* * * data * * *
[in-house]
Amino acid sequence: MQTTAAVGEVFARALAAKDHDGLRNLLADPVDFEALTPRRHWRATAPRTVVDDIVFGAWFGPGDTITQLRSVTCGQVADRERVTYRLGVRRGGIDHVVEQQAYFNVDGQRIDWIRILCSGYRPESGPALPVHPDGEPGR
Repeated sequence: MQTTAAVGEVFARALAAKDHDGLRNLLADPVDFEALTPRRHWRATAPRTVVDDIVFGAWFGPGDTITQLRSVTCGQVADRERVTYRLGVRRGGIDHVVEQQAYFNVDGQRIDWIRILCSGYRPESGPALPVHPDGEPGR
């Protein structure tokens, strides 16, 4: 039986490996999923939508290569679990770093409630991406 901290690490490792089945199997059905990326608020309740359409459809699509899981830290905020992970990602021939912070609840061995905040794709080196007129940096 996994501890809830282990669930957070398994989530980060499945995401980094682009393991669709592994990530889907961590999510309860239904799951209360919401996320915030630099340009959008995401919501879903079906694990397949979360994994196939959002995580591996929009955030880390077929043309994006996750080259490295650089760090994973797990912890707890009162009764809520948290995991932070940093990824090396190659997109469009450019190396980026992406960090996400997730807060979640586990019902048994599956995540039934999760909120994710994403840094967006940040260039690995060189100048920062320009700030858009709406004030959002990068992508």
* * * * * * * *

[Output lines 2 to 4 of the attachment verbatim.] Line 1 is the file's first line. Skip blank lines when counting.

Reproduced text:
Amino acid sequence: MQTTAAVGEVFARALAAKDHDGLRNLLADPVDFEALTPRRHWRATAPRTVVDDIVFGAWFGPGDTITQLRSVTCGQVADRERVTYRLGVRRGGIDHVVEQQAYFNVDGQRIDWIRILCSGYRPESGPALPVHPDGEPGR
Repeated sequence: MQTTAAVGEVFARALAAKDHDGLRNLLADPVDFEALTPRRHWRATAPRTVVDDIVFGAWFGPGDTITQLRSVTCGQVADRERVTYRLGVRRGGIDHVVEQQAYFNVDGQRIDWIRILCSGYRPESGPALPVHPDGEPGR
């Protein structure tokens, strides 16, 4: 039986490996999923939508290569679990770093409630991406 901290690490490792089945199997059905990326608020309740359409459809699509899981830290905020992970990602021939912070609840061995905040794709080196007129940096 996994501890809830282990669930957070398994989530980060499945995401980094682009393991669709592994990530889907961590999510309860239904799951209360919401996320915030630099340009959008995401919501879903079906694990397949979360994994196939959002995580591996929009955030880390077929043309994006996750080259490295650089760090994973797990912890707890009162009764809520948290995991932070940093990824090396190659997109469009450019190396980026992406960090996400997730807060979640586990019902048994599956995540039934999760909120994710994403840094967006940040260039690995060189100048920062320009700030858009709406004030959002990068992508």